Plus-size customers who shop at Lululemon apparently shouldn't expect the same treatment as their skinnier counterparts. According to the Huffington Post, a lack of larger clothing sizes at most of the fitness retailer's stores isn't just chance, but is part of a concerted effort to market to women the company feels fits its image.
"Far from an accident, the exiling of larger clothing by Lululemon is a central piece of the company's strategy to market its brand as the look of choice for the stylishly fitness-conscious, according to former employees and consumer advocates," reporter Kim Bhasin said in the Huff Post article.
Lululemon certainly isn't the first to run into criticism for this type of "brand maintenance.' Abercrombie & Fitch (NYSE:ANF) was recently under investigation in France for only hiring attractive employees, and CEO Mike Jeffries put his opinion down in black and white in a 2006 interview with Salon.
"A lot of people don't belong [in our clothes], and they can't belong," he told Salon. "Are we exclusionary? Absolutely. Those companies that are in trouble are trying to target everybody: young, old, fat, skinny. But then you become totally vanilla. You don't alienate anybody, but you don't excite anybody, either."
Despite slowing growth, Lululemon still doesn't feel the need to market to plus-size customers, and some have argued that that makes sense from a business perspective. Retailers try to get the most money out of the space they have, which for many means putting the products that drive profits out front and marginalizing plus-size clothing.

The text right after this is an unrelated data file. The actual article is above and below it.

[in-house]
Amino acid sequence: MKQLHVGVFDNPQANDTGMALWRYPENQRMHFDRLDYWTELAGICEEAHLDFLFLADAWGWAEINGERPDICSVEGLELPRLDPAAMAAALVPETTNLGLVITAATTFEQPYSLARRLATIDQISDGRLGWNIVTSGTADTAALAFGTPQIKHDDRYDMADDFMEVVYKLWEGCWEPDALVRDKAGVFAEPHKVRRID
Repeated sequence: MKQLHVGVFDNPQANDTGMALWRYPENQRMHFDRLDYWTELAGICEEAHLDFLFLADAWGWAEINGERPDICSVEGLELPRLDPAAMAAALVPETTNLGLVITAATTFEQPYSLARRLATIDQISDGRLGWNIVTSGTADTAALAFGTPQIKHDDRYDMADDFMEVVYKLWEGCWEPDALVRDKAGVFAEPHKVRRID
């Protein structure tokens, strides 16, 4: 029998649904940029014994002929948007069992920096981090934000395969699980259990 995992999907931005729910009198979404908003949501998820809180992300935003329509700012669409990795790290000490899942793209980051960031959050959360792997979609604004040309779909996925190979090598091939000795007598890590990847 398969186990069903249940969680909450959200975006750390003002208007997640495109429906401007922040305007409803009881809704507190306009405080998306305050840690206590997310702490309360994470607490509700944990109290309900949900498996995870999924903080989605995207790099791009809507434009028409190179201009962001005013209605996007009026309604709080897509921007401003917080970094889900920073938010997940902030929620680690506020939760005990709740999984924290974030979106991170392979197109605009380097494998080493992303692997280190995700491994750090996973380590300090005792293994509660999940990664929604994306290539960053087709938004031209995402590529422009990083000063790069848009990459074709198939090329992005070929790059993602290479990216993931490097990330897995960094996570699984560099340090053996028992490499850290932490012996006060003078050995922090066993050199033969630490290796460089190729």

Still, it has been done. Forever 21 has its own plus-size line, Forever 21+, as does H&M. Even Gap's (NYSE:GPS) Athleta yoga brand, Lululemon's biggest competitor, offers "expanded' sizes.
So far, Lululemon hasn't felt a financial backlash from these policies, something that could be attributed to its already exclusionary customer base: it's a store that only skinny people tend to shop at, so the lack of larger sizes doesn't really affect them. But that doesn't mean that customers haven't noticed.
In a 2010 blog post entitled "Love Your Body," a Lululemon blogger waxed lyrical about how readers should be confident in how they look, alongside pictures of skinny Lululemon girls. One commenter noted the hypocrisy best: "So what you're saying is 'Love your body...but not unless you're skinny enough to fit into our clothes.'"
- See this Huffington Post story
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